Know your financial situation well–what you can and cannot do without.

In entrepreneurship, you may find a startup is bootstrapping its way without outside investors. Bootstrapping is a situation in which the founder or founders start a company with little capital, use their personal finances, or fund the company from other revenue outlets. There could be times when payroll is late. Some small businesses choose to avoid outside funding while building out of their own pockets. And, behind the scenes, this buildup can take years.

You can take a financial risk when you work at a startup-especially when the founders are trying to make it on their own. You may have to sacrifice time, money, and energy in the short-term. Be sure to watch for red flags. If a startup is not honest about any financial problems they’re having, you can be put in an uncomfortable situation.

Before taking any role, it’s okay to ask if the company has the funding to pay you on time. You can also ask how the company is run from a financial standpoint. If a startup begins to lack funds and they don’t give you prior warning, take note immediately and reflect on your personal financial situation.

Move forward only if you are comfortable, and pay attention to your instinct. If something feels wrong, you’re most likely correct.

Contracts, Ownership, and Equity

If a startup offers you ownership or equity, make sure you understand the offer. This knowledge boils down to understanding the percentage of equity, the type of shares they offer you, and the potential to cash out when the time is right. If you are with a startup that is in a hurry to exit, you may have chosen the wrong place to work. There are different kinds of shares at startups, and some of those will never convert unless the company goes public.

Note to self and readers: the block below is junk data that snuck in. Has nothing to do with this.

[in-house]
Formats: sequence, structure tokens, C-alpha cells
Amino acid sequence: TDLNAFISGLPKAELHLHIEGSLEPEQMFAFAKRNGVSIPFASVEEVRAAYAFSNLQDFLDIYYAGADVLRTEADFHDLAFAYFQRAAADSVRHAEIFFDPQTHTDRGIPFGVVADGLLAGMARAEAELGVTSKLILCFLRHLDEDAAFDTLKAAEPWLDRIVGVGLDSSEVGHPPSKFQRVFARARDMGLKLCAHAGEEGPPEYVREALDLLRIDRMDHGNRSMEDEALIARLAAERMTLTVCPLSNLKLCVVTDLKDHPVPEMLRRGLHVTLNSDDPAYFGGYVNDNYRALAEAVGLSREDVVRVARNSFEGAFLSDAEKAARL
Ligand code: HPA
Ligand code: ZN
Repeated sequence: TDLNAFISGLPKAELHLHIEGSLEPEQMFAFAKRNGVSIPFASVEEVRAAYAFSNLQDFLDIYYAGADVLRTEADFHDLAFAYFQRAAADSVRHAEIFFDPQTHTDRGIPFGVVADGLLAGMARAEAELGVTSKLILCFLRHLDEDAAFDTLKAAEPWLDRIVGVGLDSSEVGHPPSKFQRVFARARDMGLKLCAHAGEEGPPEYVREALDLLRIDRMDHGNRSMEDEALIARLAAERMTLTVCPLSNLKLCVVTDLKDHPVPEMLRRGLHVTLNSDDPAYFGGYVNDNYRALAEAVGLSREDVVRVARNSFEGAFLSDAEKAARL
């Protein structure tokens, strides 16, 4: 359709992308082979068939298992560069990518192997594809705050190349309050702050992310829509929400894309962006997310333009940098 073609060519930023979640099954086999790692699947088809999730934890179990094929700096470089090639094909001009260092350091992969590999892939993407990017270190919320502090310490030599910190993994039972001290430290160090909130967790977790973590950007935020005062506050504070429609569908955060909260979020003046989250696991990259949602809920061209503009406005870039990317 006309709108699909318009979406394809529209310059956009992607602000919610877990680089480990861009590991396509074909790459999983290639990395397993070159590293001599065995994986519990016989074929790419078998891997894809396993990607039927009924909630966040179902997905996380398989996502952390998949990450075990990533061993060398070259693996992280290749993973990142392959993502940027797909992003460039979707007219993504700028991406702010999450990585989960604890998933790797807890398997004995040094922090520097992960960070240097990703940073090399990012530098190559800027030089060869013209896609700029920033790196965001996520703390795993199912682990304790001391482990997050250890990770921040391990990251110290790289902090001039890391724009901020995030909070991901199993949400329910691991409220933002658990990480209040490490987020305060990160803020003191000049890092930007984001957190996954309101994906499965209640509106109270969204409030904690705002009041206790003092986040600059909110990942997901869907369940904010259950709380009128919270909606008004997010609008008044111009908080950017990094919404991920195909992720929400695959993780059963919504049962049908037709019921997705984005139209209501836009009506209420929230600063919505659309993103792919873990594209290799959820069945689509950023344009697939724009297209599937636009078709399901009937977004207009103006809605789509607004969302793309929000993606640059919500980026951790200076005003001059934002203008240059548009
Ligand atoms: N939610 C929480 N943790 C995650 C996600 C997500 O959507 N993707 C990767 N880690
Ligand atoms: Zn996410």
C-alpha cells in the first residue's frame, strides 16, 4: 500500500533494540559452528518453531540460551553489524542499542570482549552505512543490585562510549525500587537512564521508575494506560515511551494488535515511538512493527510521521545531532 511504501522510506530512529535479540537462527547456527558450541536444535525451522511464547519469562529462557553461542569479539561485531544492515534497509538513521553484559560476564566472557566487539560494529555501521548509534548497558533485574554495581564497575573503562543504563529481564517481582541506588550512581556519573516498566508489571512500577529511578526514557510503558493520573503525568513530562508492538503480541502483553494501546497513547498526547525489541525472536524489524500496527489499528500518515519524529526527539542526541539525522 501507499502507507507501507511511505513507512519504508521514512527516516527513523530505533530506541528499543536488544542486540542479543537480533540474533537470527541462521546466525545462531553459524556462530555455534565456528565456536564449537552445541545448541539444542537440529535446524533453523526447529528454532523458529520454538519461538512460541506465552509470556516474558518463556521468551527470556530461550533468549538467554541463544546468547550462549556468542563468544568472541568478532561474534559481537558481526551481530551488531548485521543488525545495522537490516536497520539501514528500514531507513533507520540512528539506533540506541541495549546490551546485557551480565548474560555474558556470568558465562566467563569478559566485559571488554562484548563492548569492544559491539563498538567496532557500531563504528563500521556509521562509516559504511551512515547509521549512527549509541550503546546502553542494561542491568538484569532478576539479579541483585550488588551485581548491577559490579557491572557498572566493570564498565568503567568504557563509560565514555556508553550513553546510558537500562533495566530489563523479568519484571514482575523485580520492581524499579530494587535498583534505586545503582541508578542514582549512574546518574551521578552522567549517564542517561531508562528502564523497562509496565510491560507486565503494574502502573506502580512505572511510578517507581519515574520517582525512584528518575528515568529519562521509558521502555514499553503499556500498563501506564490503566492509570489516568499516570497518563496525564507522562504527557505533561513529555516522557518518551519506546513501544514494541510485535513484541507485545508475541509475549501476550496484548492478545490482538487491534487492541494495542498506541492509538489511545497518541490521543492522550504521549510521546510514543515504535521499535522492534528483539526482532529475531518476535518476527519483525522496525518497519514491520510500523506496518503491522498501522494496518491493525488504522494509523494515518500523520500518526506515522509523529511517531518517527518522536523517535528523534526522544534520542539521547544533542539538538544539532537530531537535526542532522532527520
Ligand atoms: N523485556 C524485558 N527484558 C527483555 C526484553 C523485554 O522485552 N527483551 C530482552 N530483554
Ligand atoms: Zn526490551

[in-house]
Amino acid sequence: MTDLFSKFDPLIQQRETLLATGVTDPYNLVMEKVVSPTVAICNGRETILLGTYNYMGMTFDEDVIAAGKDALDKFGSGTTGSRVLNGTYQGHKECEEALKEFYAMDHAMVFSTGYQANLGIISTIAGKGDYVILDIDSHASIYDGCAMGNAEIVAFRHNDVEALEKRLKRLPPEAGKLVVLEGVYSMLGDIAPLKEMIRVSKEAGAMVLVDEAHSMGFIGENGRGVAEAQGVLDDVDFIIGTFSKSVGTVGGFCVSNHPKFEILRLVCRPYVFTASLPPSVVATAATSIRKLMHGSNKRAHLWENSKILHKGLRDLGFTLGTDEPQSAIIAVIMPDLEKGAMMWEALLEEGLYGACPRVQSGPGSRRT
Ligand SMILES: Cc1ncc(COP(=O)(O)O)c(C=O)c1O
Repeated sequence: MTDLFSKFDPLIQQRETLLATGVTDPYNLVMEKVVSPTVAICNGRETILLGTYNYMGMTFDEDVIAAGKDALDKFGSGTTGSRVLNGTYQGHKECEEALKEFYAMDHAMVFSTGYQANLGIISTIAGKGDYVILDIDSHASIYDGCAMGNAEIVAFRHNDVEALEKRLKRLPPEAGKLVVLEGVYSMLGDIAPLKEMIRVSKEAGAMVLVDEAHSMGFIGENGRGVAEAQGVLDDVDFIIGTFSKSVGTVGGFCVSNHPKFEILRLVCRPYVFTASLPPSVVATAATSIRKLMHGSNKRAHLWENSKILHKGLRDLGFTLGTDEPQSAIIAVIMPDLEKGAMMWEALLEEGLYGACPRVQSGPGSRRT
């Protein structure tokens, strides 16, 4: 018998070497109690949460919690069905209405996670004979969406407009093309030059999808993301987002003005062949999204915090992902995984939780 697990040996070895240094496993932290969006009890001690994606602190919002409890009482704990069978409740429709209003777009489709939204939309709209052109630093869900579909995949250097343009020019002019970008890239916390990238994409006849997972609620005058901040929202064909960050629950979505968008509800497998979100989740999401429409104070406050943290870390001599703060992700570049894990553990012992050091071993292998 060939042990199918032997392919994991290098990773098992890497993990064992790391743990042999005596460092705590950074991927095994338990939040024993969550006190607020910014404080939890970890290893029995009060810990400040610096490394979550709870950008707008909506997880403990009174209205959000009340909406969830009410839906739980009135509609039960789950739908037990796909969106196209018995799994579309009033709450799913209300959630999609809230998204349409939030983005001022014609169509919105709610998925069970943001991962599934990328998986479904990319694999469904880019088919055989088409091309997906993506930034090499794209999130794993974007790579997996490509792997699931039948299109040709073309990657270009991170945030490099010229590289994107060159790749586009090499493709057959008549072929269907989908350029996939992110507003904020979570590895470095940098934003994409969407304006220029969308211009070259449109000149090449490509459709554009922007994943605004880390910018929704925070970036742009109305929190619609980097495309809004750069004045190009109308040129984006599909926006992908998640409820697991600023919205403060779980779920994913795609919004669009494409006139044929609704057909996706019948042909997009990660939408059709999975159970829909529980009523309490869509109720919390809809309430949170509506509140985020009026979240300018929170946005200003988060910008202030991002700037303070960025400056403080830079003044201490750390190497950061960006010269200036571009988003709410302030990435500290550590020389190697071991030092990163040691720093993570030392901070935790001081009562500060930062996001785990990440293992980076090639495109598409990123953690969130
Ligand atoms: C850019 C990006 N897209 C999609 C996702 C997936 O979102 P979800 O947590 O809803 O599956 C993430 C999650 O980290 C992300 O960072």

If a startup offers you a contract with equity, and you don’t understand the terms or verbiage, sit down with someone who can explain it to you in layman’s terms. This person can be a startup attorney, a business coach or anyone you can trust that understands the wording in an offer. Comprehending an offer from a startup can be confusing, especially if you are new to this world. It is essential to grasp any fine print or translate fancy terminology you may not understand.


Most people who work at startups have a ton on their plate, especially if the founders are launching the business with their personal capital. Quite often, things can happen with little or no notice, and you may have to pivot a strategy, work a bit quicker, or hop on a call at rare hours of the day or night. Sometimes, things run slow and then all of a sudden, they need you for a host of different services.